October 16, 2019

A Strong Nor'easter Will Rapidly Strengthen Over New England On Wednesday Night

A potent but quick-hitting nor’easter will move into New England through Thursday afternoon, bringing a period of rough weather to the northeastern states that could result in some flooding issues and power outages. Aside from potential issues caused by heavy rain and gusty winds, much of the hullabaloo surrounding this storm stems from the term “bomb cyclone,” a hypetastic phrase that appears in just about every news article about the storm. Here’s a quick look at how the storm will strengthen so quickly.

Gusty Winds and Heavy Rain

Wind advisories are in effect from New Jersey to Maine ahead of tonight’s storm. Winds are gusting as high as 50 MPH in spots as the storm moves through the area; the combination of wet soil and full foliage will stress trees to their tipping point, potentially leading to power outages, home damage, and blocked roads. Don’t forget to stick your phone on your charger before going to bed tonight, and be mindful of large limbs or trees looming over your home.

Several inches of rain could fall during the storm, which could lead to flooding issues in low-lying areas. Roads that are normally fine during heavy rain at other times of the year could see standing water or outright flooding due to fallen leaves clogging up drains and sewers.

Bomb Cyclone

This storm is a “bomb cyclone.” The term is everywhere. Always. We can’t escape it. It’s like “polar vortex” and “wedge tornado.” It’s just there and we’ll have it forever and it’ll be used to get clicks until the internet dissolves in the fiery inferno of the Sun’s…wait, what was I talking about?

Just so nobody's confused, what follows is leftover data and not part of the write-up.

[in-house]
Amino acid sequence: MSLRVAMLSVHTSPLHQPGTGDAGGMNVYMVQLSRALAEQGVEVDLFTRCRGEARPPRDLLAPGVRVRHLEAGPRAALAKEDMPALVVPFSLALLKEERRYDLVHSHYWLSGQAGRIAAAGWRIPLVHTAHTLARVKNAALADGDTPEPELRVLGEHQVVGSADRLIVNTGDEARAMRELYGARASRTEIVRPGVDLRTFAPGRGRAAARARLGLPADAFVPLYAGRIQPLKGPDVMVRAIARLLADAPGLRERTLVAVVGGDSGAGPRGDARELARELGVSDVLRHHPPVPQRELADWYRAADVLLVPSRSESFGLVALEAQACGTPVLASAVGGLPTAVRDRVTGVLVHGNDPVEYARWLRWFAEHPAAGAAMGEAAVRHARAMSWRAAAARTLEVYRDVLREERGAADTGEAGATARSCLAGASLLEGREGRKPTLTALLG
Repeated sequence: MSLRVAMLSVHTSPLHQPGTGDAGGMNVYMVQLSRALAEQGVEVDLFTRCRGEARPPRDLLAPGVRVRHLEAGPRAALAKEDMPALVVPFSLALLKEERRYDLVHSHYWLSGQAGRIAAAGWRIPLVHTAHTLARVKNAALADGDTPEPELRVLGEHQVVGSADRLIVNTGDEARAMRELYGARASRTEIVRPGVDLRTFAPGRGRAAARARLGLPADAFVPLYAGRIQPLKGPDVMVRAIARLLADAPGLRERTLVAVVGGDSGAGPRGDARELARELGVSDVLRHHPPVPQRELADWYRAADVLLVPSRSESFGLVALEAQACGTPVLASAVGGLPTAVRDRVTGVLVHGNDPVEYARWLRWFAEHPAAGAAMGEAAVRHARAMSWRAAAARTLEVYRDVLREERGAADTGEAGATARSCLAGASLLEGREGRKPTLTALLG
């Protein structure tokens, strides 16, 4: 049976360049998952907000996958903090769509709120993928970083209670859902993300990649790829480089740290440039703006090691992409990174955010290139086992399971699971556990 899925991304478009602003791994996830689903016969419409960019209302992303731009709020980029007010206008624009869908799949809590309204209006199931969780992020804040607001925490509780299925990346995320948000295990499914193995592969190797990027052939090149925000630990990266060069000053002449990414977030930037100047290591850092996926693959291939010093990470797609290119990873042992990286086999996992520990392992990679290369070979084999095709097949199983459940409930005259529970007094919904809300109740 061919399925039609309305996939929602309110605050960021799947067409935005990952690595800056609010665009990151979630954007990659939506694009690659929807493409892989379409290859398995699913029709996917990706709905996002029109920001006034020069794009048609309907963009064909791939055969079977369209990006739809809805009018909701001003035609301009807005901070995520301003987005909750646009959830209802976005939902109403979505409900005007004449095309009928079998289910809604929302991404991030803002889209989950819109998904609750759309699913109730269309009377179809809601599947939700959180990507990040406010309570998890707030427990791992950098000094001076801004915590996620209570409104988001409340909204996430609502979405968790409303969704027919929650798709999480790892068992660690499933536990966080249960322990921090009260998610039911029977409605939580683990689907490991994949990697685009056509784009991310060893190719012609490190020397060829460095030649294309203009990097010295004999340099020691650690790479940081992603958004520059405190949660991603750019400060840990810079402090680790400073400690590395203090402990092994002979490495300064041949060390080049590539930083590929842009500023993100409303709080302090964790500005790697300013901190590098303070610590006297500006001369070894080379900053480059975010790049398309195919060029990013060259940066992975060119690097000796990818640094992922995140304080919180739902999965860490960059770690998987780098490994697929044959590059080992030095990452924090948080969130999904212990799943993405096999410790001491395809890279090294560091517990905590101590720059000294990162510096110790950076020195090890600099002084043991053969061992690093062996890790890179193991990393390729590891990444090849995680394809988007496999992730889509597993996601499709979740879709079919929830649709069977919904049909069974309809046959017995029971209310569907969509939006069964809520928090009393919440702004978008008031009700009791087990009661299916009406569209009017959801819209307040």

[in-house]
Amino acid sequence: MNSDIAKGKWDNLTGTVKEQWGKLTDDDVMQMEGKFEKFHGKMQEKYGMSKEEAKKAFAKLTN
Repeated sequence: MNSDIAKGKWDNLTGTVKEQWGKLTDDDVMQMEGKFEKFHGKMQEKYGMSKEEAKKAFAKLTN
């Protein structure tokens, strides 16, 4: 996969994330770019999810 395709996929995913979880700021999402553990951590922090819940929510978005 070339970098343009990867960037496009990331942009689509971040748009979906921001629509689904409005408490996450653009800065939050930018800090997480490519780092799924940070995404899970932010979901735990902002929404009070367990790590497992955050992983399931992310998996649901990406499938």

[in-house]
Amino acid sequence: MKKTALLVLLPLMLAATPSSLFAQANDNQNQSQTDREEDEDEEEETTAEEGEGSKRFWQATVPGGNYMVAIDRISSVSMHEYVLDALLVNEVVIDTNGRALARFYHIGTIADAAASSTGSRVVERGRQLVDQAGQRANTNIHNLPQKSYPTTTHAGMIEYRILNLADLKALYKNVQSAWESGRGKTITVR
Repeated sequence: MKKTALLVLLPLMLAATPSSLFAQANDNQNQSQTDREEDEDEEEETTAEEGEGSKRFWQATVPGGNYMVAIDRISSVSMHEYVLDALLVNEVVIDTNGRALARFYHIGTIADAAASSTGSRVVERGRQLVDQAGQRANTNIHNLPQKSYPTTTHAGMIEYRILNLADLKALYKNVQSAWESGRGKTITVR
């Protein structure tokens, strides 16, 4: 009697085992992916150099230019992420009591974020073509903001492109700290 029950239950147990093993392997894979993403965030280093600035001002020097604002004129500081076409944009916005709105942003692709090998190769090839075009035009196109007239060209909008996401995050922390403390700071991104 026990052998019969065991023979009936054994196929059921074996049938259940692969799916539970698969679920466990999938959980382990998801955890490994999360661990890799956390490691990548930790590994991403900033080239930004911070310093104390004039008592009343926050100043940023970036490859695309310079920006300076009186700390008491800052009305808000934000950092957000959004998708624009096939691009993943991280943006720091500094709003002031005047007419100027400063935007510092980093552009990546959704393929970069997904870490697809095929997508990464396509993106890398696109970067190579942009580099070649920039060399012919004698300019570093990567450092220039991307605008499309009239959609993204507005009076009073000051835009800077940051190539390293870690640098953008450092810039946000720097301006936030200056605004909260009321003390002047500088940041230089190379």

A low-pressure system undergoes bombogenesis when its minimum central pressure drops 24 mb in 24 hours. The resulting storm—a “bomb cyclone,” if you will—is usually pretty impressive in both its effects and its appearance on satellite imagery
Record low air pressure records for the month of October. | Source: NOAA/WPC
This storm’s minimum pressure dropped in a hurry. The low had a minimum central pressure of 998 mb as it passed over the Delmarva Peninsula at 2:00 PM on Wednesday. Its pressure had dropped to 988 mb six hours later as it approached New York City. Most weather models have the system’s minimum pressure falling below 975 mb as the storm moves into interior New England during the day on Thursday. A pressure that low would set some all-time minimum pressure records at some weather stations in New England; air pressure records for the month of October are shown above.

How does a storm strengthen that quickly, anyway? Divergence.

Divergence describes winds fanning out in the upper levels of the atmosphere. Winds tend to spread apart as they leave the base of a trough or as they enter and exit stronger parts of the jet stream, known as jet streaks. Air has to rush upward to fill the void left behind by the diverging winds, leaving less air—a center of low pressure—at the surface.

An analysis of the jet stream at 8:00 PM on Wednesday. | Image: Tropical Tidbits, with my annotations

We have three sources of lift working on tonight's nor'easter as it revs up off the coast of New Jersey. The above model image shows an analysis of the jet stream at 8:00 PM on Wednesday.

A strong trough, combined with two different jet streaks, are all working together to lift massive amounts of air from the surface. If multiple sources of divergence align with each other like we're seeing right now, air has to rush upward from the surface really fast to compensate for the void left by the winds spreading out. This leads to the rapid strengthening of a low-pressure system at the surface. The storm will begin to weaken once it starts to lose that lift from above. In this case, the storm will slowly lose steam as it meanders toward Atlantic Canada on Friday.

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I graduated from the University of South Alabama in 2014 with a degree in political science and a minor in meteorology. I contribute to The Weather Network as a digital writer, and I've written for Forbes, the Washington Post's Capital Weather Gang, Popular Science, Mental Floss, and Gawker's The Vane. My latest book, The Skies Above, is now available. My first book, The Extreme Weather Survival Manual, arrived in October 2015.